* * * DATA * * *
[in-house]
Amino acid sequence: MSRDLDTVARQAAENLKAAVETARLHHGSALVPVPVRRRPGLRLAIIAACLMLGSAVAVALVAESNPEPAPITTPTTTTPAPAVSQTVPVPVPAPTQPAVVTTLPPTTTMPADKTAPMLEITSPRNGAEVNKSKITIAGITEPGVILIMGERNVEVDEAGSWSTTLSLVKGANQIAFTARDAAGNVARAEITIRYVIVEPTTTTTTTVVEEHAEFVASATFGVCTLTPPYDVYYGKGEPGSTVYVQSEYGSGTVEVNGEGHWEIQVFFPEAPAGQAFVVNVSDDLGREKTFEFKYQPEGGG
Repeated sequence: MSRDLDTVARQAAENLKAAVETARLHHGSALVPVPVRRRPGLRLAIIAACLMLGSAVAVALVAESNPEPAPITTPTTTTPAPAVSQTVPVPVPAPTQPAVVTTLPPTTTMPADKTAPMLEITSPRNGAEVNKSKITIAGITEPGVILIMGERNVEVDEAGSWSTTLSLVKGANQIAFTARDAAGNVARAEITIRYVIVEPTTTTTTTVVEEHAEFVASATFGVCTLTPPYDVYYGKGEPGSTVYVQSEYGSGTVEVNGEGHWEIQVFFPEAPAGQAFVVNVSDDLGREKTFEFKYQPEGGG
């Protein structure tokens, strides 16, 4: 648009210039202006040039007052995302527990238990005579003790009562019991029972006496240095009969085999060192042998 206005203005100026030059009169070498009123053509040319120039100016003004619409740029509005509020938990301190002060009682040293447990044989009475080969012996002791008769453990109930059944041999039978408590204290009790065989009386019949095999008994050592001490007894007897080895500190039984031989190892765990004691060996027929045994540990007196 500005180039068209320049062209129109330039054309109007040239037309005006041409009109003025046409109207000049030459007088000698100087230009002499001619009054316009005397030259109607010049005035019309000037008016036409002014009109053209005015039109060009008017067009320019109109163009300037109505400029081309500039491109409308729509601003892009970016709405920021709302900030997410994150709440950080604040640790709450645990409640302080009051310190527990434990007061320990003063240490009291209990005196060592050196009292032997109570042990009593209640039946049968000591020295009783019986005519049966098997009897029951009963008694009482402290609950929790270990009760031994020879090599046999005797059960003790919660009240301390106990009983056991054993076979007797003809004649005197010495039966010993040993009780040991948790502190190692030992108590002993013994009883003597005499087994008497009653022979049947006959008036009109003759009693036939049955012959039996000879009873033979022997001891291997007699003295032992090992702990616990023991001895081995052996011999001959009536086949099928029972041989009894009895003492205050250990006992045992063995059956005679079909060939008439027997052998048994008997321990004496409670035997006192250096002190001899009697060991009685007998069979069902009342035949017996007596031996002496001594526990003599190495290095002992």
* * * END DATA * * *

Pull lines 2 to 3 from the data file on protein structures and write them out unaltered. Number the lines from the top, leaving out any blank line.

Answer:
Amino acid sequence: MSRDLDTVARQAAENLKAAVETARLHHGSALVPVPVRRRPGLRLAIIAACLMLGSAVAVALVAESNPEPAPITTPTTTTPAPAVSQTVPVPVPAPTQPAVVTTLPPTTTMPADKTAPMLEITSPRNGAEVNKSKITIAGITEPGVILIMGERNVEVDEAGSWSTTLSLVKGANQIAFTARDAAGNVARAEITIRYVIVEPTTTTTTTVVEEHAEFVASATFGVCTLTPPYDVYYGKGEPGSTVYVQSEYGSGTVEVNGEGHWEIQVFFPEAPAGQAFVVNVSDDLGREKTFEFKYQPEGGG
Repeated sequence: MSRDLDTVARQAAENLKAAVETARLHHGSALVPVPVRRRPGLRLAIIAACLMLGSAVAVALVAESNPEPAPITTPTTTTPAPAVSQTVPVPVPAPTQPAVVTTLPPTTTMPADKTAPMLEITSPRNGAEVNKSKITIAGITEPGVILIMGERNVEVDEAGSWSTTLSLVKGANQIAFTARDAAGNVARAEITIRYVIVEPTTTTTTTVVEEHAEFVASATFGVCTLTPPYDVYYGKGEPGSTVYVQSEYGSGTVEVNGEGHWEIQVFFPEAPAGQAFVVNVSDDLGREKTFEFKYQPEGGG